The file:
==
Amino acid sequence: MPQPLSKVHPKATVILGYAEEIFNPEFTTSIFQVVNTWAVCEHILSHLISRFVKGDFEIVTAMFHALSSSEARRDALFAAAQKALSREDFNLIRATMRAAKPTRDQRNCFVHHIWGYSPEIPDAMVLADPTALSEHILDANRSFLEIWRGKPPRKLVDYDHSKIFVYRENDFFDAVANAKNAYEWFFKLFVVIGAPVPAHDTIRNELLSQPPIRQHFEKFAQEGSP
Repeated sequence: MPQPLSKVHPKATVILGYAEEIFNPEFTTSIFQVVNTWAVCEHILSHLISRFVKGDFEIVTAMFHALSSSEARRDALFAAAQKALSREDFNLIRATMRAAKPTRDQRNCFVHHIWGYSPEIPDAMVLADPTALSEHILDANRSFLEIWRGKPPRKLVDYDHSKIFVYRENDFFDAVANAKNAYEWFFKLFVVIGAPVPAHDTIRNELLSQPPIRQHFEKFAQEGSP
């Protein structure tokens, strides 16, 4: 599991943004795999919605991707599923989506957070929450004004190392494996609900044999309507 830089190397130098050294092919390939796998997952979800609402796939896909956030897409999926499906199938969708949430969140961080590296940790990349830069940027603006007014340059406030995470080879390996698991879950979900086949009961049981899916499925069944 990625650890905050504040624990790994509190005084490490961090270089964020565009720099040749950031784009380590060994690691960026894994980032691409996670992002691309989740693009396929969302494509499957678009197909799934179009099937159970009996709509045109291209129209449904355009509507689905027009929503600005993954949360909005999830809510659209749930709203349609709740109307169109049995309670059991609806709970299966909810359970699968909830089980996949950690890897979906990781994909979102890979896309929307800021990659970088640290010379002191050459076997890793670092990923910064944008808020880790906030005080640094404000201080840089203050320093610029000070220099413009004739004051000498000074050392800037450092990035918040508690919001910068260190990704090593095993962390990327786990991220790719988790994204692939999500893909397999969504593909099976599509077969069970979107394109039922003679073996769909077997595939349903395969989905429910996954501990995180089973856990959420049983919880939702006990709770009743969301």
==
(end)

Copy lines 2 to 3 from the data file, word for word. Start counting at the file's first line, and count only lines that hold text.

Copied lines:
Repeated sequence: MPQPLSKVHPKATVILGYAEEIFNPEFTTSIFQVVNTWAVCEHILSHLISRFVKGDFEIVTAMFHALSSSEARRDALFAAAQKALSREDFNLIRATMRAAKPTRDQRNCFVHHIWGYSPEIPDAMVLADPTALSEHILDANRSFLEIWRGKPPRKLVDYDHSKIFVYRENDFFDAVANAKNAYEWFFKLFVVIGAPVPAHDTIRNELLSQPPIRQHFEKFAQEGSP
């Protein structure tokens, strides 16, 4: 599991943004795999919605991707599923989506957070929450004004190392494996609900044999309507 830089190397130098050294092919390939796998997952979800609402796939896909956030897409999926499906199938969708949430969140961080590296940790990349830069940027603006007014340059406030995470080879390996698991879950979900086949009961049981899916499925069944 990625650890905050504040624990790994509190005084490490961090270089964020565009720099040749950031784009380590060994690691960026894994980032691409996670992002691309989740693009396929969302494509499957678009197909799934179009099937159970009996709509045109291209129209449904355009509507689905027009929503600005993954949360909005999830809510659209749930709203349609709740109307169109049995309670059991609806709970299966909810359970699968909830089980996949950690890897979906990781994909979102890979896309929307800021990659970088640290010379002191050459076997890793670092990923910064944008808020880790906030005080640094404000201080840089203050320093610029000070220099413009004739004051000498000074050392800037450092990035918040508690919001910068260190990704090593095993962390990327786990991220790719988790994204692939999500893909397999969504593909099976599509077969069970979107394109039922003679073996769909077997595939349903395969989905429910996954501990995180089973856990959420049983919880939702006990709770009743969301």